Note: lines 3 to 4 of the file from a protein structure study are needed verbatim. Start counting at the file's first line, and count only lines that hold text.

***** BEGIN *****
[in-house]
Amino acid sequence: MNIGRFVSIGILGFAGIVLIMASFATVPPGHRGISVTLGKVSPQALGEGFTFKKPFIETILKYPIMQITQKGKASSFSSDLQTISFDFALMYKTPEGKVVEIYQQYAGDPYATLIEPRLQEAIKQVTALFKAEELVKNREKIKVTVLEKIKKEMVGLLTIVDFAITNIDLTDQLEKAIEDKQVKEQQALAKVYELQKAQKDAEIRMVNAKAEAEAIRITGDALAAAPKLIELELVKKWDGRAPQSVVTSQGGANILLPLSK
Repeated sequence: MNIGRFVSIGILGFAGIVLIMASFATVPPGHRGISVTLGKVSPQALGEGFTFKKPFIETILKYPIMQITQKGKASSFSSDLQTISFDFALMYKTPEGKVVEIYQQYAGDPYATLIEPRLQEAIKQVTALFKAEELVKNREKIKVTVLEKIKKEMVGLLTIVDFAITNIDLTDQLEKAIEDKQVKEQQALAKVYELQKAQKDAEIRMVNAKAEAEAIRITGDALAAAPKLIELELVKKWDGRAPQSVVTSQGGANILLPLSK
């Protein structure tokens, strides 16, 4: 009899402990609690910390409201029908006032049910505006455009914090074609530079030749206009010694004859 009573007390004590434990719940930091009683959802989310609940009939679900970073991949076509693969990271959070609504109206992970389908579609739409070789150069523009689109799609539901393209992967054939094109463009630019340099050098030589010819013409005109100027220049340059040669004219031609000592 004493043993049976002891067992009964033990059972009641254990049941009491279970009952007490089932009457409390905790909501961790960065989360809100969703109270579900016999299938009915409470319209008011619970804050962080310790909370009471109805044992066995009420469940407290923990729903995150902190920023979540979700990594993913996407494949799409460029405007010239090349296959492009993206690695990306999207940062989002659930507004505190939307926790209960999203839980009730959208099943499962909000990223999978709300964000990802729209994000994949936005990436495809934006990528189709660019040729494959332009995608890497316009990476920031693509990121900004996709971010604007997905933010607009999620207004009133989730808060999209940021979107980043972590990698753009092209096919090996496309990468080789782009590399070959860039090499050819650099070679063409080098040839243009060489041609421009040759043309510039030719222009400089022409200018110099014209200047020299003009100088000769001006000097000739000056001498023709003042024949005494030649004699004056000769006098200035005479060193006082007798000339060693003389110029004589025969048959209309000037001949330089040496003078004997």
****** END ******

Repeated sequence: MNIGRFVSIGILGFAGIVLIMASFATVPPGHRGISVTLGKVSPQALGEGFTFKKPFIETILKYPIMQITQKGKASSFSSDLQTISFDFALMYKTPEGKVVEIYQQYAGDPYATLIEPRLQEAIKQVTALFKAEELVKNREKIKVTVLEKIKKEMVGLLTIVDFAITNIDLTDQLEKAIEDKQVKEQQALAKVYELQKAQKDAEIRMVNAKAEAEAIRITGDALAAAPKLIELELVKKWDGRAPQSVVTSQGGANILLPLSK
């Protein structure tokens, strides 16, 4: 009899402990609690910390409201029908006032049910505006455009914090074609530079030749206009010694004859 009573007390004590434990719940930091009683959802989310609940009939679900970073991949076509693969990271959070609504109206992970389908579609739409070789150069523009689109799609539901393209992967054939094109463009630019340099050098030589010819013409005109100027220049340059040669004219031609000592 004493043993049976002891067992009964033990059972009641254990049941009491279970009952007490089932009457409390905790909501961790960065989360809100969703109270579900016999299938009915409470319209008011619970804050962080310790909370009471109805044992066995009420469940407290923990729903995150902190920023979540979700990594993913996407494949799409460029405007010239090349296959492009993206690695990306999207940062989002659930507004505190939307926790209960999203839980009730959208099943499962909000990223999978709300964000990802729209994000994949936005990436495809934006990528189709660019040729494959332009995608890497316009990476920031693509990121900004996709971010604007997905933010607009999620207004009133989730808060999209940021979107980043972590990698753009092209096919090996496309990468080789782009590399070959860039090499050819650099070679063409080098040839243009060489041609421009040759043309510039030719222009400089022409200018110099014209200047020299003009100088000769001006000097000739000056001498023709003042024949005494030649004699004056000769006098200035005479060193006082007798000339060693003389110029004589025969048959209309000037001949330089040496003078004997």